What’s next? Will high health insurance prices be blamed on ethanol?

What about your kids’ grades in school? Is that ethanol’s fault, too?

Yes, these examples are definitely a bit of a stretch, but seriously. It wouldn’t surprise me to hear it.

A recent example of “it’s ethanol’s fault” was when Trilby Lundberg reported that ethanol is causing gas prices to rise because there is unrest in Ukraine and Ukraine grows corn and the U.S. ethanol supply is primarily produced from corn and so ethanol is more expensive so gas is more expensive. Run on sentence? Definitely. But that’s the point. It’s like a game of 6 degrees of separation. In a desperate bid to be relevant to the news of the day, ethanol comes up in the same news headline as Ukrainian unrest.

It’s exhausting.

Want to know the real story? Jump on over to this blog at A Farm Girl’s Guide to Agriculture. Gracie does a good job debunking this myth. It’s busted.

As Gracie wrote, “…the United States is a huge exporter of corn. According to the U.S. Grains Council, the United States supplies 50% of the exported corn supply while the Ukraine provides a mere 5.5%. In addition, the United States will import zero bushels of corn in 2014. That’s right- nothing.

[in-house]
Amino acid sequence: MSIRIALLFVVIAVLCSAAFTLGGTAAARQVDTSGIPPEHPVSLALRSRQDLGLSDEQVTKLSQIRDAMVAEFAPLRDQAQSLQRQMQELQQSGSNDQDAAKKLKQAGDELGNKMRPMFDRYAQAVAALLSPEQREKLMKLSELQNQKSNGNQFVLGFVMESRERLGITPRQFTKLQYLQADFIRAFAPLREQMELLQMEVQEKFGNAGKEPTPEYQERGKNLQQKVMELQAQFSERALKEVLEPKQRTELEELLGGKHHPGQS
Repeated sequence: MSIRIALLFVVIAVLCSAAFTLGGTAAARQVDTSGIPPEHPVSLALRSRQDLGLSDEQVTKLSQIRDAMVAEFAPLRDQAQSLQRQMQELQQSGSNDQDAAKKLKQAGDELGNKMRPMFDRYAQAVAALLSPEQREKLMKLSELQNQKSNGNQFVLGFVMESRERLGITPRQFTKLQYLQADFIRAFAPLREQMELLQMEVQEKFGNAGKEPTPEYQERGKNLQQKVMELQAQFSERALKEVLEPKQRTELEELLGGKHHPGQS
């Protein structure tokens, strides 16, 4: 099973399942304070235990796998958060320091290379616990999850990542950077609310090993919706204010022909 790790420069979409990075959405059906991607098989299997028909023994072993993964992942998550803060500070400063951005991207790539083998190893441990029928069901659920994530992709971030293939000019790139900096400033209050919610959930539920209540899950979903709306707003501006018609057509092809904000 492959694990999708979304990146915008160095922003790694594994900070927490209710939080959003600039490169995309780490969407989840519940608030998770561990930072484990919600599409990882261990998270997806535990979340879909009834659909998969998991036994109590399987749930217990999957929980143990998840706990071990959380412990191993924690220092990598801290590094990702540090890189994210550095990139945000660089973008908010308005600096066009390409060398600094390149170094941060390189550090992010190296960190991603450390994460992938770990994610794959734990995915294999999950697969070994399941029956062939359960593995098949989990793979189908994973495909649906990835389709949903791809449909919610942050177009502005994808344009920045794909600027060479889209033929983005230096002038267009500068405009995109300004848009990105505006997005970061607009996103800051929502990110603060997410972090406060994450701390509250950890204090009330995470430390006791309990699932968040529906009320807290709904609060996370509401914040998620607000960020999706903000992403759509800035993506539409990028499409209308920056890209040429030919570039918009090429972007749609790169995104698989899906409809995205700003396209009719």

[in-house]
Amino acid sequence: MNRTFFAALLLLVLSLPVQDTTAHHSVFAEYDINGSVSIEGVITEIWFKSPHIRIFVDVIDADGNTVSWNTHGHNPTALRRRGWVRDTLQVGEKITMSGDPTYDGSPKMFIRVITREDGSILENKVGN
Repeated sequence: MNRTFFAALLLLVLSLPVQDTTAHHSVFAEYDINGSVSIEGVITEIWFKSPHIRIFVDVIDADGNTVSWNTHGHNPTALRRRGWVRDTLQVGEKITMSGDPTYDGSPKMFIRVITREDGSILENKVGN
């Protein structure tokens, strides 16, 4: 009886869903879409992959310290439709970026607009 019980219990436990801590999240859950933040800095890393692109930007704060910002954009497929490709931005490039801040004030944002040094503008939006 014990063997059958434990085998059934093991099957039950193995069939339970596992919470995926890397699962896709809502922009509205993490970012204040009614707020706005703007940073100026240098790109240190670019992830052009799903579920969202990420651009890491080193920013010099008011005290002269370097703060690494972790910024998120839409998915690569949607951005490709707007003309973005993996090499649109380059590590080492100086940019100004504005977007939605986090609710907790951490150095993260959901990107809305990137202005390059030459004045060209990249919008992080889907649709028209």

The petroleum industry is blaming this rise in gas prices on the ethanol industry. Because the national average for gasoline is $3.51 (as of 3/10/14)- which is the highest it’s been since September- it’s automatically ethanol’s fault. Probably because they want to increase the ethanol blend in regular gasoline from 10% to 15% [insert sarcasm here].

Guess what? Ethanol actually LOWERS gasoline prices! If you were to buy ethanol (85% blend) at retail, it’s about $2.89/gallon in central Illinois (as of 3/10/14). That’s compared to the $3.48/gallon gasoline at the same gas station this morning. So yes, ethanol is definitely causing higher gasoline prices [insert more sarcasm here].”

Tricia Braid
Illinois Corn Communications Director